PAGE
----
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01.12.2015 | Research article | Ausgabe 1/2015 Open Access

BMC Oral Health 1/2015

Edentulism and quality of life among older Ghanaian adults

BMC Oral Health > Ausgabe 1/2015
Sandra A Hewlett, Alfred E Yawson, Benedict NL Calys–Tagoe, Nirmala Naidoo, Pamela Martey, Somnath Chatterji, Paul Kowal, George Mensah, Nadia Minicuci, Richard B Biritwum
Wichtige Hinweise

Competing interests

The authors declare no competing interest financial and nonfinancial. The views expressed in this paper are those of the authors. No official endorsement by the World Health Organization or Ministry of Health of Ghana/Ghana Health Service is intended or should be inferred.

Authors’ contributions

SAH, AEY and BNLCT developed the concept, AEY, NN, SC, PK, GM, NM and RBB are members of the WHO Multi-country SAGE Study Team involved in the conduct and analysis of the SAGE survey in Ghana. SAH, AEY, BNLCT, GM and PM contributed to the writing and reviewing of the various sections of the manuscript. All the authors reviewed the final version of the manuscript before submission. All authors read and approved the final manuscript.

Authors’ information

Sandra Hewlett is a University lecturer and a specialist Dental surgeon at the University of Ghana Dental School. Alfred Yawson, Benedict Calys-Tagoe, and Richard Biritwum are Specialist Public Health Physicians and lecturers at the University of Ghana Medical School, Pamela Martey is a Pediatrician at the Komfo Anokye Teaching Hospital, Kumasi, Ghana. Alfred Yawson, George Mensah, Nadia Minicuci and Richard Biritwum are members of the WHO Multi-country SAGE Team who conducted the SAGE Survey in Ghana. Nirmala Naidoo, Somnath Chatterji and Paul Kowal are members of the WHO Multi-country SAGE Team and coordinators of the multi-country study at the WHO Headquarters in Geneva.



Edentulism affects the quality of life and general health of an individual. But in ageing individuals, it has been observed to have greater impact, manifesting in functional, psychological and social limitations. With an increasing older adult population in Ghana, its burden is likely to increase. This study was thus carried out to explore the association between edentulism and quality of life among older Ghanaian adults.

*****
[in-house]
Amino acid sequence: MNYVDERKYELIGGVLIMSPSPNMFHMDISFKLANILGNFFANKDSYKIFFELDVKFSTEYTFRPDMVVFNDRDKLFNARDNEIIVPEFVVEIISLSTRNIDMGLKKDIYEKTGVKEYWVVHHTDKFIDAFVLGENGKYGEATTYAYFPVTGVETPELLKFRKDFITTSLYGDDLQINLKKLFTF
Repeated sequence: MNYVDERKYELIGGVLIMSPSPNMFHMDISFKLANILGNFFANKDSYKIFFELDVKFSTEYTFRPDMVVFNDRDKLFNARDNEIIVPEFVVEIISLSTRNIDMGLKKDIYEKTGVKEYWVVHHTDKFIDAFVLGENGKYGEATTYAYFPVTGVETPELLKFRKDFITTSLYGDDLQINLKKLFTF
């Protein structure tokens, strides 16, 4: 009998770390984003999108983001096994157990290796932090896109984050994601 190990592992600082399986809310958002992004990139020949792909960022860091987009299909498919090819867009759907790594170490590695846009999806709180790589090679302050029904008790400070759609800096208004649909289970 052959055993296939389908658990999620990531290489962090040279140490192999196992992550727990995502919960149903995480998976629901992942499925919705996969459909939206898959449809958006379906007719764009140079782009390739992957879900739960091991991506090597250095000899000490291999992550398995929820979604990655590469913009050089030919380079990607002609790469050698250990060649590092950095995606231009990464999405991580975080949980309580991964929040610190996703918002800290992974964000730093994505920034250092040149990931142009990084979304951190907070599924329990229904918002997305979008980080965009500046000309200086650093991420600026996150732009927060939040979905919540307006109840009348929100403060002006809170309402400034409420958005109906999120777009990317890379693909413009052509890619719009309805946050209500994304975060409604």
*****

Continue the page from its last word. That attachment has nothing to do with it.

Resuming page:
Secondary analysis of WHO’s Study on global AGEing and adult health (SAGE) Wave 1 in Ghana was conducted using self-reported edentulism as the dependent variable. Participants included a nationally representative sample of adult’s aged 50 years and older living in Ghana. Quality of life was measured using the 8 item WHOQOL measure and a single item measure which was a question “How would you rate your overall quality of life?”. To assess the association between edentulism and the independent variables, a bivariate analysis was carried out. A Poisson regression model was then performed, adjusting for age, sex, income, education and the diagnosis of a chronic disease condition. A Spearman’s correlation analysis was also carried out between the single and multi item measure of quality of life to assess how well they correlate.


Edentulism was observed to be associated with significantly lower levels of SWB among older adults using both the single-item and multiple-item measure (WHOQOL). It, however, showed no association with happiness. Among edentulous respondents, females and those with no formal education reported significantly lower quality of life. The WHOQOL correlated positively and strongly with the single-item measure.


Edentulism may not be life threatening and yet it has been shown to have a negative effect on the quality of life of older adult Ghanaians. More emphasis may thus need to be placed on the oral health of the aging population in Ghana to avoid it.
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